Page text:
“I have never grown up, but I will never stop growing”
-Arthur C. Clarke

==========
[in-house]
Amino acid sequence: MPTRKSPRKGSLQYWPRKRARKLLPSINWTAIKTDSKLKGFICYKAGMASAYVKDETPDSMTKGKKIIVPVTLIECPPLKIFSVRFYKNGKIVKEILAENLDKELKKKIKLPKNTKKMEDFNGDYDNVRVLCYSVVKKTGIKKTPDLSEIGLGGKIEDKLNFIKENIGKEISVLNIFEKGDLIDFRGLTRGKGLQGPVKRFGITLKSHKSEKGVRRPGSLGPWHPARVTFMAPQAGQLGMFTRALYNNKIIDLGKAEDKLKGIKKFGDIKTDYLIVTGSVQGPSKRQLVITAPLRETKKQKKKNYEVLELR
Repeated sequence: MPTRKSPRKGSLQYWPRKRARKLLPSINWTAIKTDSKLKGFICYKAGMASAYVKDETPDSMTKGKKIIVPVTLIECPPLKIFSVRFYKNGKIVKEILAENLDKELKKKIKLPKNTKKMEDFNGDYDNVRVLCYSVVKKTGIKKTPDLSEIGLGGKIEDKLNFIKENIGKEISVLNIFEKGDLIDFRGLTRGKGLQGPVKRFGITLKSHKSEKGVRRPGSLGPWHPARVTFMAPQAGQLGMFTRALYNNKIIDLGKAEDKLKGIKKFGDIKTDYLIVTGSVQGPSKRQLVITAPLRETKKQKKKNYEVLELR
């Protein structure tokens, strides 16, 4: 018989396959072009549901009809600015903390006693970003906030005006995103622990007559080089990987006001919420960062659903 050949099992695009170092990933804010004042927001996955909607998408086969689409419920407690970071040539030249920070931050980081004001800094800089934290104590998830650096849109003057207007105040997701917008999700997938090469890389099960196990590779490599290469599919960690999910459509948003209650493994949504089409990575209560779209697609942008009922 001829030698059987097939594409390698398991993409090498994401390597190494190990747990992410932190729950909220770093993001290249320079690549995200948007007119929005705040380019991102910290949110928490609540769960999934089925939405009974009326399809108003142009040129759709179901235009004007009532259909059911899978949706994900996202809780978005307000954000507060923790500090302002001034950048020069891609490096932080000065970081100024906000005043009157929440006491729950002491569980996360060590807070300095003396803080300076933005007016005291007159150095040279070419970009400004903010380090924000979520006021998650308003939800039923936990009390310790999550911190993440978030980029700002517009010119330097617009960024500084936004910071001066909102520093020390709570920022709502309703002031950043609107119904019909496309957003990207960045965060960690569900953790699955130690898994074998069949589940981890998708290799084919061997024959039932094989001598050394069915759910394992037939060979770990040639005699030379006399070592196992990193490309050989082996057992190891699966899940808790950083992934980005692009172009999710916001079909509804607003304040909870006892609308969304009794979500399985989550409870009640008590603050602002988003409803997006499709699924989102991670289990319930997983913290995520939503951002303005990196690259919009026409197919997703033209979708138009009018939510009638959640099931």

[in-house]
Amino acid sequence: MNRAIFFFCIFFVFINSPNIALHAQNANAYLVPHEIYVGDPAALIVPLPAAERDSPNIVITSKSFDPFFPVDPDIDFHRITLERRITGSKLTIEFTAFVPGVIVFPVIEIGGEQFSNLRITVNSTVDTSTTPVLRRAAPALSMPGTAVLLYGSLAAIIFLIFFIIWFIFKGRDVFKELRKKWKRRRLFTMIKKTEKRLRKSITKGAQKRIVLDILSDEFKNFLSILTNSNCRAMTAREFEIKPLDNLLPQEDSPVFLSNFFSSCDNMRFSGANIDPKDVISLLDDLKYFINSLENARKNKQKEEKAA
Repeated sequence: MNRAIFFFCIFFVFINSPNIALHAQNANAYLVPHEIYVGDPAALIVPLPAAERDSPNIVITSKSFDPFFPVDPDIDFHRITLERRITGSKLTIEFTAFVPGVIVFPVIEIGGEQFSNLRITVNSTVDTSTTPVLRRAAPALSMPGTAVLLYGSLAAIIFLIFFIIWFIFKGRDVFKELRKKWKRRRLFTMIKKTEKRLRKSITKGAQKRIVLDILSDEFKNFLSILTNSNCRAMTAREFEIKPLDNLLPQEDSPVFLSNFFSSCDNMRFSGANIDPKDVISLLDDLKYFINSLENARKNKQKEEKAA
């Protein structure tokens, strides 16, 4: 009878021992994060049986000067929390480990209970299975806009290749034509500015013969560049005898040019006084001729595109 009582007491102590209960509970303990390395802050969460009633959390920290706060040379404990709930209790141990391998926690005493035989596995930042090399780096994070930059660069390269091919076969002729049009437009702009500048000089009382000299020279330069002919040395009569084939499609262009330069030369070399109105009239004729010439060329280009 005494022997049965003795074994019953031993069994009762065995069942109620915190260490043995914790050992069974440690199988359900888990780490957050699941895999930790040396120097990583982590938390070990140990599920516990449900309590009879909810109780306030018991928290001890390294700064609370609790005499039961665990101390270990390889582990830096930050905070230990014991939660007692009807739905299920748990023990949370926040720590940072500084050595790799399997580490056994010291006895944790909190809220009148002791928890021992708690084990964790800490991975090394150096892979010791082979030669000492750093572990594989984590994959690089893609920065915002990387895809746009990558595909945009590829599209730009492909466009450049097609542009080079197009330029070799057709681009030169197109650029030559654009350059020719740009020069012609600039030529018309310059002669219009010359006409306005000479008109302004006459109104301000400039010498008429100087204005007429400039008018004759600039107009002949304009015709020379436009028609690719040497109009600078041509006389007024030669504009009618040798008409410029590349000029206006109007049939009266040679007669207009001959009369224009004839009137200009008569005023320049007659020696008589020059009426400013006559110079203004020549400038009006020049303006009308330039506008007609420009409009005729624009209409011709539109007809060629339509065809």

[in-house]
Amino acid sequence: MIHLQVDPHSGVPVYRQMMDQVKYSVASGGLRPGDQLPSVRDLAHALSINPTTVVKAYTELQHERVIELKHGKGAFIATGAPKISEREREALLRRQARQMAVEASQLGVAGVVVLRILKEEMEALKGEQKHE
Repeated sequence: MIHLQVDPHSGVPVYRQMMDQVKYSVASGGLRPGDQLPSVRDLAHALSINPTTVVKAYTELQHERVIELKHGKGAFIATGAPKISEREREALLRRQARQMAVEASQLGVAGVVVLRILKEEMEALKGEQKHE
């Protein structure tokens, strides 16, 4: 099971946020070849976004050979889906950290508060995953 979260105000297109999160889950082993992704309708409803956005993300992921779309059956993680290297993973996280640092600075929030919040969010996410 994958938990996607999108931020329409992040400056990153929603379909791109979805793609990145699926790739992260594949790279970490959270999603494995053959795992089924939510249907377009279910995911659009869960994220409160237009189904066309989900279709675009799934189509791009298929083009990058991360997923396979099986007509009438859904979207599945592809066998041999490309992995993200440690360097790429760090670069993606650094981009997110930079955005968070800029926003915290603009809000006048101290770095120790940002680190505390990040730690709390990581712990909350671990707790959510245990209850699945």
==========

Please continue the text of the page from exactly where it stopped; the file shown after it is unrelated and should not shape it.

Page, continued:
Since becoming an assistant professor at the City University of Hong Kong in August 2018, I have begun to pay more attention to the policies in the Greater China region and to trace and make sense of their root causes using the theoretical frameworks stemming from regulatory governance, neo-institutionalism, Chinese politics, and organization theory and behavior. For example, I am currently analyzing the mechanisms and processes through which anti-money laundering (AML), an increasingly used yet largely unknown regulatory and enforcement tool, limits transnational corruption and facilitates international fugitive repatriation and asset recovery for corruption-related crimes. In addition, I am exploring the reasons behind the worldwide skepticism and criticism of China’s high-profile Belt and Road Initiative (BRI). Although it seems to promise better policy coordination, unimpeded trade, financial integration, cross-cultural exchange, and economic connectivity, cooperation, and prosperity among the major economies in the Eurasian continent, the BRI is being increasingly perceived by Westerners as either a geopolitical instrument that burdens the participating countries with enormous debt in exchange for their diplomatic allegiance or as a self-interested, state-led strategy to accelerate the pace of RMB internationalization and domestic industrial upgrades. Interestingly, despite the efforts of Chinese governments to justify the market-oriented, multilateral nature of the BRI, the controversies surrounding it show no sign of waning. We must determine the factors that contribute to the perceived “inadmissibility” or “implausibility” of the arguments made by the Chinese government regarding the BRI and if this distrust is related to China’s party-state polity. If these areas remain unexamined, the fate of the BRI will be all but sealed. On this note, I encourage prospective students who are interested in researching both the declining popularity of the BRI outside of China and the effectiveness of China’s financial regulation as it relates to improving the nation’s capacity to govern to contact me via email.